As other direct method programs ACORN with random atom searching can be used to locate anomalous scatterers from SAD or MAD data, even the data is at low resolution, say 3-4 Angstrom because the anomalous scatterers are far apart from each other and can still be resolved at such resolution. Then the positions of the anomalous scatterers can be input to ACORN to solve the complete structure with atomic resolution data. Any known positions of anomalous scatterers or heavy atoms located by other methods can be used by ACORN directly.

A large part of protein structures contains alpha helices which have very similar configurations. Therefore a standard alpha helices in CCP4 fragment library is a very good starting fragment for ACORN to solve such protein structures. ACORN can pick up a part of the standard alpha helices with the size to suit the structure to be determined, for example 50 atoms which are 10 Alanines. The random searching MR approach in ACORN-MR is advised to obtain a correct orientation and position quickly. Another way to obtain a starting fragment is searching Protein Data Bank (PDB) or other data bank to find a small motif. For example the sequence searching by netblast can be used because the sequence of the structure is normally known. ACORN-MR will carry out the same procedure to find the correct orientation and position based on highest CC-all.

If a large motif can be found for the structure to be determined AMORE can be used alternately to obtain the correct orientation and position and then ACORN can be used to refine the initial phases from the positioned motif. But the size of the motif has to be large enough for AMORE to find the correct orientation and position.

A small molecular structure can be easily solved by random atom searching in ACORN even the structure contains only light (C, N and O) atoms since the data normally has higher than 1.0 Angstrom resolution.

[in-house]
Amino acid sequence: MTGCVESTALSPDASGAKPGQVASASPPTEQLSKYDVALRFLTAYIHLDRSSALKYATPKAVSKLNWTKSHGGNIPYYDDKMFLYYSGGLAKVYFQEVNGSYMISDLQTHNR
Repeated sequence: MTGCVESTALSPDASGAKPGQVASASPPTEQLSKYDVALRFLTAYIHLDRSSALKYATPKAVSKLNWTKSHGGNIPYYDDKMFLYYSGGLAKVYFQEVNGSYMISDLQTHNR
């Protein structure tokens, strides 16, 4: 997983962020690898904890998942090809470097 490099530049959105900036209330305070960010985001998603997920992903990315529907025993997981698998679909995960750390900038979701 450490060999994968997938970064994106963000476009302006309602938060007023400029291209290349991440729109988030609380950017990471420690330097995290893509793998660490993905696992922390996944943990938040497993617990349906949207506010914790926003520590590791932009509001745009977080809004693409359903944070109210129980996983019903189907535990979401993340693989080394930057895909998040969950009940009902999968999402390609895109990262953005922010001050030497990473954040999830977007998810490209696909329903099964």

New protein structures solved by ACORN

ACORN has solved several protein structures and here are two examples which have been published:
  1. A 19 kDa metalloproteinase [2] (pdb code 1eb6) with 1.0 Angstrom resolution data can be solved by ACORN in three ways:
    1. A Zinc atom was located by anomalous difference Patterson or by sharpened Patterson with native data. Then ACORN started from the Zinc position and solved the structure using only 168.9 seconds CPU time on SG computer.The whole process, starting from the processed and merged data and ending with a refined model, required less than 6 hours of computational time.
    2. ACORN solved the structure by random atom searching using 461.5 seconds CPU time that saved a lot of time to collect anomalous scatering data and locate the Zinc position.
    3. Since the structure contains alpha helices, a starting fragment of 50 atom standard alpha helices was used and the structure was solved by random moleculer replacement method in ACORN using 52844.6 seconds CPU time.
  2. A 40 kDa homodimeric protein [3] (pdb code 1i4u) with 1.15 Angstrom resolution data was solved by ACORN with starting fragment of 12 Sulphur atoms using 1348.2 seconds CPU time. The Sulphur atoms were located by SnB and SHARP, but no further progress could be obtained before using ACORN.

A typical E-map from ACORN

The following E-amp was calculated using the phases and weights from ACORN starting from Zinc position with 1eb6 atomic resolution data. It was quick to build the structure by ARP/wARP. The contour level of the E-map was 2*SIGRO. It is clear to see the E-map is very close to the final model.

E-map for 1eb6:


  1. Foadi,J., Woolfson,M.M., Dodson,E.J., Wilson,K.S., Yao Jia-xing and Zheng Chao-de (2000) Acta. Cryst. D56, 1137-1147.
  2. McAuley,K.E., Yao Jia-Xing, Dodson,E.J., Lehmbeck,J., Ostergaard,P.R., and Wilson,K.S. (2001) Acta. Cryst. D57, 1571-1578.
  3. Gordon,E.J., Leonard,G.A., McSweeney,S. and Zagalsky,P.F. (2001) Acta. Cryst. D56, 1230-1237.